Syria denies killing general in car-bomb attack
Published 13/12/2007 | 07:50
So, they assassinated another one yesterday. A general, Francois El-Hajj by name, not known in Europe but a senior officer and the chief of the Lebanese general army staff, whose battle for the Nahr el-Bared Palestinian refugee camps earlier this year made him an obvious target for the Syrians, for the Iranians, for the Palestinians, for just about anyone else you care to note.
Although he was an obvious target, the implications for the current army chief and possible future president - General Michel Suleiman - were devastating.
General El-Hajj was blown to pieces with three of his colleagues at about seven o'clock in the morning as he moved through Baabda, a Christian and supposedly safe suburb of Beirut. He was looked after by his own bodyguards and he was lost by them.
There was no way in which he was going to be saved from the blast. His vehicle was passing a car packed with 35 kilos of TNT when the parked car exploded. The force of the blast, in front of the Baabda municipality buildings, threw the bodies 15 yards and shook the diplomatic quarter. The General, his driver and one bodyguard were confirmed dead. A fourth man is believed to have been killed in the explosion and seven were wounded.
The Lebanese Information Minister Ghazi Aridi blamed the Syrians for the assassination although, interestingly, and with great concern for his use of words, Walid Jumblatt, who has constantly blamed the Syrians for attacks on democratic politicians in Lebanon did not do so. Nor did Marwan Hamadi, one of Mr Jumblatt's parliamentary colleagues.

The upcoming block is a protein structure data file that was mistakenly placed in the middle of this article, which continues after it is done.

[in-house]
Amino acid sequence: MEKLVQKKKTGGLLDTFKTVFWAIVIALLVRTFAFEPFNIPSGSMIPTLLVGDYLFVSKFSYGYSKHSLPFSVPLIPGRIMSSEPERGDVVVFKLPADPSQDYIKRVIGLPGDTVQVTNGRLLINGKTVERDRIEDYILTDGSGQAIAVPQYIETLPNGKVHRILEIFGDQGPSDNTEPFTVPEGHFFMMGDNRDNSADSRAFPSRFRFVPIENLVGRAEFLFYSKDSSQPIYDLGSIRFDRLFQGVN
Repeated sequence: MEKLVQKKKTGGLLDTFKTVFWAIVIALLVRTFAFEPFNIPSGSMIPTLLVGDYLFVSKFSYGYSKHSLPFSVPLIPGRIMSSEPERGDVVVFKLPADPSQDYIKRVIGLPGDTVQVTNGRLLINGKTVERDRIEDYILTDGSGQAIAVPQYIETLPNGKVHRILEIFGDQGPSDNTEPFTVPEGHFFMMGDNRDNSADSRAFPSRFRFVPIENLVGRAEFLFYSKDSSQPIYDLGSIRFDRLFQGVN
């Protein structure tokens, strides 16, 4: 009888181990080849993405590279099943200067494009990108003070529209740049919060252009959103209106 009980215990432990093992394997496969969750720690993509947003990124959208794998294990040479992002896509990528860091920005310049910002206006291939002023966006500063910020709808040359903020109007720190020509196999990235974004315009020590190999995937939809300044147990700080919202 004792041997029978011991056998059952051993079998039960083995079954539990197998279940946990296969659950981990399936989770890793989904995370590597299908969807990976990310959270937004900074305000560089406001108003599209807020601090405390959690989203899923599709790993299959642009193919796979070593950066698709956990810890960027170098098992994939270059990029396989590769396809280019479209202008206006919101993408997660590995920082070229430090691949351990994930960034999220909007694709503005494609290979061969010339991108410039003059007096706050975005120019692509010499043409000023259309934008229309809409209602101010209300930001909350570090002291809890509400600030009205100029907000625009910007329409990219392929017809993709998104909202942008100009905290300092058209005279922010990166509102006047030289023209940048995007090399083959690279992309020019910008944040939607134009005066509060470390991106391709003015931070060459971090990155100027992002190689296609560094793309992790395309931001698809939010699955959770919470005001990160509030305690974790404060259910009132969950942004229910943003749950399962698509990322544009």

It seems, therefore, that Lebanese politics are changing once again and that those who were enemies of the Syrians are no longer necessarily so.
But Lebanon's appalling pseudo-civil war nonetheless continues. The last assassination was the anti-Syrian member of parliament Antoine Ghamem, murdered in his car on a Beirut street in a Christian area not far from Baabda. Almost every other week we are faced with an assassination. And, much worse, we are supposed to expect it.
When I had dinner with Mr Jumblatt, I made the point that what was terrible about the assassinations was we are beginning to expect them, they are part of our daily life. Every day we are expected to endure an assassination or an attempted assassination, and what is it meant to mean? Syria denied involvement in yesterday's bombing, accusing "Israel and its Lebanese instruments" in a statement from Damascus, of benefiting from the atrocity.
But if this was a warning from Syria, and if General El-Hajj was meant to die - which he did - what is the message for General Suleiman and for all Lebanese?